Wednesday, March 18, 2009

House of Many Gods

Click on photos to enlarge! Wai'anae Valley, O'ahu

"Let us be silent, that we may hear the whispers of the gods.”
Ralph Waldo Emerson

Home Sweet Hale

“It is a well-known fact that we always recognize our homeland when we are about to lose it.”
Albert Camus

Tutu (Grandma)

“The hero draws inspiration from the virtue of his ancestors.”
Johann Wolfgang von Goethe

After a torrid childhood love affair with fiction, I got too busy and too grown-up to read all that merely "made up stuff." For years I didn't have time for it. I went whoring after information, thirsted after facts. But now, with the world's systems roiling, our parents passing, and age inexplicably encroaching even upon ourselves, I find once again that I am deeply fed by stories. . .Human stories. . . Yours. . . and Mine. . .

Our lives, I believe, are lifted and dignified when we remember the struggles of those who came before with gratitude, and when we awaken to the wonder of our own parading moments. . .

In her well received novel, House of Many Gods, Kiana Davenport (author of Song of the Exile) demonstrates "that living is a sacred act." My Hawaii novel, Aloha Where You Like Go? is the story of one who journeys to the Islands, learning about life & herself, through this uniquely rich setting. But Ms. Davenport (of Native Hawaiian & Anglo-American descent) writes from the Na'au, the bowels of this 'Aina (sacred land) itself, where the deepest truths of the Hawaiian people and their gods reside. . .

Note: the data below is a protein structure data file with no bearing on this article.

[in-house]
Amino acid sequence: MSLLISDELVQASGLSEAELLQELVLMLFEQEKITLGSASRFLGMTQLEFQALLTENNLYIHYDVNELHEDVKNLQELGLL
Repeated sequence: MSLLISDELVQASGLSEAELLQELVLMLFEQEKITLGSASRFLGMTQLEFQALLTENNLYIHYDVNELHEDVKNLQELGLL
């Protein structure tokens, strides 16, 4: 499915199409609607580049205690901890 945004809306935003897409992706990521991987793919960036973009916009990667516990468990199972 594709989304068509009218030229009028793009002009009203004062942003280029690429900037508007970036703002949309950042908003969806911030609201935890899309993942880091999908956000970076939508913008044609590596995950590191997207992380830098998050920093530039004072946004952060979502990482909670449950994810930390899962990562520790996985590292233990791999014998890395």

Opening these pages, we find ourselves among the very rocks and roots of the most Hawaiian of places, far from Honolulu city lights: Waianae Valley on O'ahu's Leeward Coast. This is a place and a way of life that few outsiders get to know beneath the hot, sunny surface. I had the privilege of conducting an after school group at Waianae High School for a few years and felt deeply touched to be even a small part of the lives of the children and families of "the coast." They taught me a lot. It is indeed a special place!

This story begins with all the commonplace cliches of the district: poverty, drugs, crime, the struggle for dignity, family dysfunction, and the cultural dislocation and dispossession of the Hawaiian people. But this is no political screed. Through dazzlingly arresting phrases & sentences, the author creates characters and scenes that come to life in your heart. Small kid times, extended families, homely joys, and keening rich pain, all coalesce into a whispering spell that draws a reader like an undertow of the mind. . . I really cared about Ana, and her family. Then a plot twist whisked me to a completely different setting; A land of moonlit birches, of unrelenting snow & cold. . . If you choose to read House of Many Gods, you will not be disappointed. Not only will you touch the ineffable (ah! literature!) but you will absorb a deeply soulful nourishment.

Oh! and you will absorb interesting "facts" and "information" in the truest way: through humanity and caring. Thanks for stopping by today.

A L O H A! Cloudia